Returning to the theme of “going into the woods”, which people often do in fairy tales (often when they shouldn’t), Brazilian artist Henrique Oliveira was commissioned to create Corupira, which envelops visitors in a twisted forest fashioned from tree branches and salvaged timber. My first thought was, where is my chainsaw when I need it? Don’t worry, I don’t have one.

Oliveira has been here working hammer and tongs on this massive work, a fitting beginning that entices you into this weird and wonderful world.

Inside, it was amazing to see costumes and props from Jim Henson’s iconic film Labyrinth, which starred none other than David Bowie. There he is on a screen as I pass by. It makes me feel a bit sad. We miss Bowie.

American artist Trulee Hall’s darkly theatrical Witch House (Umbilical Coven) is a treat. I was lucky enough to get a sneak preview and to witness her completing construction of this amazing sculpture, which you can enter and watch a séance on a screen inside.

The exhibition is divided into sections – Into the Woods, Through the Looking Glass and Ever After.

There are so many interesting pieces. I want to give a nod also to Timothy Horn’s Mother-load (2008), a sumptuously embellished stagecoach created from crystallised rock sugar. (Presumably it was once a pumpkin.)

Horn, who went to school on the Gold Coast and later studied at the Queensland College of Art in Brisbane, now lives at Cape Cod, Massachusetts, in the US. He was here for the exhibition opening.

One of the slighter series of works is also one of the most impressive – a group of papercut works from the middle of the 19th century by none other than the fairy-tale maestro himself, Danish author Hans Christian Andersen. Amazing that we have borrowed them for this exhibition.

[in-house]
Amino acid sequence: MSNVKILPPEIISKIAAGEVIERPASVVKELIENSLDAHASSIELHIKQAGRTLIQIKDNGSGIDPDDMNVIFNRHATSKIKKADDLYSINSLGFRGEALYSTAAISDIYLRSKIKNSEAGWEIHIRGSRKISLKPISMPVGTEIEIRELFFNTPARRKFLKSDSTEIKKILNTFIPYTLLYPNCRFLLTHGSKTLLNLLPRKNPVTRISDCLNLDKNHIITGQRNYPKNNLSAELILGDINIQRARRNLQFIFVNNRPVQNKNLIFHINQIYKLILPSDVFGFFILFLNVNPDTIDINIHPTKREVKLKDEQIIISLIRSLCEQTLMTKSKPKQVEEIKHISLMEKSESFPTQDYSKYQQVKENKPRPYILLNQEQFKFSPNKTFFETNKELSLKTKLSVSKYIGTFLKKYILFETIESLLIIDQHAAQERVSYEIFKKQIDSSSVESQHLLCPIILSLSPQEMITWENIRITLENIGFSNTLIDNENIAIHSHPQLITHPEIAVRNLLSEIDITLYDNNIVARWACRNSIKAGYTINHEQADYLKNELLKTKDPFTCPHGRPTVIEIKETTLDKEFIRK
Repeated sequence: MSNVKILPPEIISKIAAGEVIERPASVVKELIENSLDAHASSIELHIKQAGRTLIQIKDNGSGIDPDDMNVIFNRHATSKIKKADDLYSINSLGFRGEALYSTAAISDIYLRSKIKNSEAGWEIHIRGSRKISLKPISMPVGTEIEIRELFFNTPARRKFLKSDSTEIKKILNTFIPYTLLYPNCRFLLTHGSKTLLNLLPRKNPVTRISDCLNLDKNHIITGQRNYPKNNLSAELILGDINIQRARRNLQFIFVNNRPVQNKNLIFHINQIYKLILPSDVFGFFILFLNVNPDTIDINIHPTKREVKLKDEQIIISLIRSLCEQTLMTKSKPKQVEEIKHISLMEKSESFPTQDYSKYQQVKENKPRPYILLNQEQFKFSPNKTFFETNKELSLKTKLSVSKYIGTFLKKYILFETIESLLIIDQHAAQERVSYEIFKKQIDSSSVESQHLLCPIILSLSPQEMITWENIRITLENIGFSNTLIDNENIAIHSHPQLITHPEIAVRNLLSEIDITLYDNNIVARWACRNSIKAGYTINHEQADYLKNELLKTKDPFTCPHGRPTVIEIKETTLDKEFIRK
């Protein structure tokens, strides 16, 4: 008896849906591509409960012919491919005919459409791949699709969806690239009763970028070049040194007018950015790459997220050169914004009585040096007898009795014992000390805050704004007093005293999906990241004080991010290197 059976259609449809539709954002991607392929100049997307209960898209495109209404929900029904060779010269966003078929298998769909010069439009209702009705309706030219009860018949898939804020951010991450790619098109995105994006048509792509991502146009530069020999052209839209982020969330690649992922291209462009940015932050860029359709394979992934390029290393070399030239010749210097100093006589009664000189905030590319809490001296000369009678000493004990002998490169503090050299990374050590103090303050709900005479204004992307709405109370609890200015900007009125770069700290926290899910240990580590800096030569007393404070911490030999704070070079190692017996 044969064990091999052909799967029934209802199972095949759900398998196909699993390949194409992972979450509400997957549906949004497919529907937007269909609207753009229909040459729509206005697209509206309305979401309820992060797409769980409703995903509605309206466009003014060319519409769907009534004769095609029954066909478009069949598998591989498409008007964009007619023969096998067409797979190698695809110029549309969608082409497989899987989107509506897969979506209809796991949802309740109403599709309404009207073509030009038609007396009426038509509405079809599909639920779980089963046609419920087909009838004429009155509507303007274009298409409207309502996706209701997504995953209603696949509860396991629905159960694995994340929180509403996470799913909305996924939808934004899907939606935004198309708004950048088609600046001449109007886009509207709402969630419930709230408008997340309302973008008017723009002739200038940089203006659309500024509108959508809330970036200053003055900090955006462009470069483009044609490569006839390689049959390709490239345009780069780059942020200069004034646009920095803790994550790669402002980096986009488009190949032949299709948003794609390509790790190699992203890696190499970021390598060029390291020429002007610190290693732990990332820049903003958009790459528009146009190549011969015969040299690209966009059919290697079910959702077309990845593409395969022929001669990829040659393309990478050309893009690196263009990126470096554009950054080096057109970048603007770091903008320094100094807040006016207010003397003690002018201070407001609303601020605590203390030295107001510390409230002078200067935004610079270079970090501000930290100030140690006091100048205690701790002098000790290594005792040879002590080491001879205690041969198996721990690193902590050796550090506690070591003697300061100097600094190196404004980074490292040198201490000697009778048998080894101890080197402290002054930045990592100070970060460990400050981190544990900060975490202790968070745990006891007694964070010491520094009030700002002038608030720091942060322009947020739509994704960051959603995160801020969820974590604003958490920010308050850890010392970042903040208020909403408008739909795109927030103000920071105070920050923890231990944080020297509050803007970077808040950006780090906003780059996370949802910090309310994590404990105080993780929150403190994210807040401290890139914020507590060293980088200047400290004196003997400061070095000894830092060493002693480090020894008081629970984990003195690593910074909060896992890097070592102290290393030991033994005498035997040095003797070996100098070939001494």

I should mention that there are some intriguing works across the exhibition by a GOMA favourite, Patricia Piccinini, like the gorgeous video work The Nightingale and the Rose (based on a story by Oscar Wilde) featuring the work of acclaimed Australian artist Del Kathryn Barton and film director Brendan Fletcher.

Also, there are some of Charles Blackman’s classic Alice paintings. There’s so much to dig into and at the end, tarry a while in the gift shop for some cute stocking fillers for Christmas.

Fairy Tales, GOMA, until April 28, 2024, $28/$24


Make a comment View comment guidelines

Support local arts journalism

Your support will help us continue the important work of InReview in publishing free professional journalism that celebrates, interrogates and amplifies arts and culture in South Australia.

Donate Here

. You are free to republish the text and graphics contained in this article online and in print, on the condition that you follow our republishing guidelines.

You must attribute the author and note prominently that the article was originally published by InReview.  You must also inlude a link to InReview. Please note that images are not generally included in this creative commons licence as in most cases we are not the copyright owner. However, if the image has an InReview photographer credit or is marked as “supplied”, you are free to republish it with the appropriate credits.

We recommend you set the canonical link of this content to https://inreview.com.au/inreview/visual-art/2023/12/04/fairy-tales-and-scary-tales-to-cast-an-enduring-spell-over-visitors-to-goma/ to insure that your SEO is not penalised.

Copied to Clipboard